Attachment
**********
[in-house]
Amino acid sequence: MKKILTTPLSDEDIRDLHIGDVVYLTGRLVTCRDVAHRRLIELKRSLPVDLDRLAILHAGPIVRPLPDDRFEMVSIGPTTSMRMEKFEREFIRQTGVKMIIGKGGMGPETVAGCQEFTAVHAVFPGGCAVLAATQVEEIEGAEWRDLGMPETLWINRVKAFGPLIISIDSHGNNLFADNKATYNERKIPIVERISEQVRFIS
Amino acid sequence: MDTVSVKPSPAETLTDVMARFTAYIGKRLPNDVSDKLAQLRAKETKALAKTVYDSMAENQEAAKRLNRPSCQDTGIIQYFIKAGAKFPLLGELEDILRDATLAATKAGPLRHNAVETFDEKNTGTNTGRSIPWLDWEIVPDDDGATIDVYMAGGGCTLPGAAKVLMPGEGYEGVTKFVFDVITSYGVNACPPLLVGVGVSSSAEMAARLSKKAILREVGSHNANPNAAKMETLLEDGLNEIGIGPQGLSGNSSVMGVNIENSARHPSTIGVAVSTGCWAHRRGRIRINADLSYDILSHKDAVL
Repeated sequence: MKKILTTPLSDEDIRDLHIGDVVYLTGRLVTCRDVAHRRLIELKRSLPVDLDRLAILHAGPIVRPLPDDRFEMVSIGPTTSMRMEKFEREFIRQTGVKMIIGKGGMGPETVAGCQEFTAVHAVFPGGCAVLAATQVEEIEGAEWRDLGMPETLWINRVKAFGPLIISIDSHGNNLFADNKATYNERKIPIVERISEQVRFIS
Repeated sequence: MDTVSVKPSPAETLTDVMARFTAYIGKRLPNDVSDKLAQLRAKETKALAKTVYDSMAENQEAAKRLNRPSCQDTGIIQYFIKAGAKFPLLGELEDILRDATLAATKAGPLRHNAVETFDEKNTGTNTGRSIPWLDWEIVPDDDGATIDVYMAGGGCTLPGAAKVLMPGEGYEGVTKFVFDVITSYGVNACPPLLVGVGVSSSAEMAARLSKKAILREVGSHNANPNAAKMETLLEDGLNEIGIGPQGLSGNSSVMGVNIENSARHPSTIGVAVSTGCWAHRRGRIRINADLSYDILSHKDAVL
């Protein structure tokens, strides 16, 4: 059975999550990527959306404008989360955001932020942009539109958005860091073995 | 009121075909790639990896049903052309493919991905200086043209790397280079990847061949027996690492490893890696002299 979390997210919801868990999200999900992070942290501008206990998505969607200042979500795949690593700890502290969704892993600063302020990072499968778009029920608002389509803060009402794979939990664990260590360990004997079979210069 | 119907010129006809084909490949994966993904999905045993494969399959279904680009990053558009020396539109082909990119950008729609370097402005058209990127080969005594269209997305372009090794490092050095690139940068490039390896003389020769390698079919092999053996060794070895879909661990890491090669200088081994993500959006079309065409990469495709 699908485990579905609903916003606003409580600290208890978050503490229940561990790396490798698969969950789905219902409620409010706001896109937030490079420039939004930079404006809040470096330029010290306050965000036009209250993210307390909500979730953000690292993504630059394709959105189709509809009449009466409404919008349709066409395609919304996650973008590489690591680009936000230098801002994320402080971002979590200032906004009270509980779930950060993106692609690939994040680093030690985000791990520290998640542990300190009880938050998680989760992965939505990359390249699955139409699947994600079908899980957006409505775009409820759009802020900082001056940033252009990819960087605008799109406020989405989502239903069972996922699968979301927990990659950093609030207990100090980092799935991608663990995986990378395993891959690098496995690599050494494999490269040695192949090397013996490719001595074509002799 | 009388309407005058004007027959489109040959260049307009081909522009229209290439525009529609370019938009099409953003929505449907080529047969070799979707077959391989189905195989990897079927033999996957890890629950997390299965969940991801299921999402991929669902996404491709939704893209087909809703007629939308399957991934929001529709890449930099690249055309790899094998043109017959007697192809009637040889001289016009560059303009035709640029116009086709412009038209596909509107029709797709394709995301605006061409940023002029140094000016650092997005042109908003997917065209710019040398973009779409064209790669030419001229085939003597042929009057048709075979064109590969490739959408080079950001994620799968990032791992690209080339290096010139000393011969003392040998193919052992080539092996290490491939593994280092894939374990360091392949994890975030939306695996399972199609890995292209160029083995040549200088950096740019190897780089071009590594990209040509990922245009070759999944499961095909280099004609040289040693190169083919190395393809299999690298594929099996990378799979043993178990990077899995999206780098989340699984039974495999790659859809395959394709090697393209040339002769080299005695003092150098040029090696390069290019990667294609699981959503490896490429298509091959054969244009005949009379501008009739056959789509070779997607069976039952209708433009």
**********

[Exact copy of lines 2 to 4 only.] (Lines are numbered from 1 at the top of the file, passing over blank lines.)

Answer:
Amino acid sequence: MKKILTTPLSDEDIRDLHIGDVVYLTGRLVTCRDVAHRRLIELKRSLPVDLDRLAILHAGPIVRPLPDDRFEMVSIGPTTSMRMEKFEREFIRQTGVKMIIGKGGMGPETVAGCQEFTAVHAVFPGGCAVLAATQVEEIEGAEWRDLGMPETLWINRVKAFGPLIISIDSHGNNLFADNKATYNERKIPIVERISEQVRFIS
Amino acid sequence: MDTVSVKPSPAETLTDVMARFTAYIGKRLPNDVSDKLAQLRAKETKALAKTVYDSMAENQEAAKRLNRPSCQDTGIIQYFIKAGAKFPLLGELEDILRDATLAATKAGPLRHNAVETFDEKNTGTNTGRSIPWLDWEIVPDDDGATIDVYMAGGGCTLPGAAKVLMPGEGYEGVTKFVFDVITSYGVNACPPLLVGVGVSSSAEMAARLSKKAILREVGSHNANPNAAKMETLLEDGLNEIGIGPQGLSGNSSVMGVNIENSARHPSTIGVAVSTGCWAHRRGRIRINADLSYDILSHKDAVL
Repeated sequence: MKKILTTPLSDEDIRDLHIGDVVYLTGRLVTCRDVAHRRLIELKRSLPVDLDRLAILHAGPIVRPLPDDRFEMVSIGPTTSMRMEKFEREFIRQTGVKMIIGKGGMGPETVAGCQEFTAVHAVFPGGCAVLAATQVEEIEGAEWRDLGMPETLWINRVKAFGPLIISIDSHGNNLFADNKATYNERKIPIVERISEQVRFIS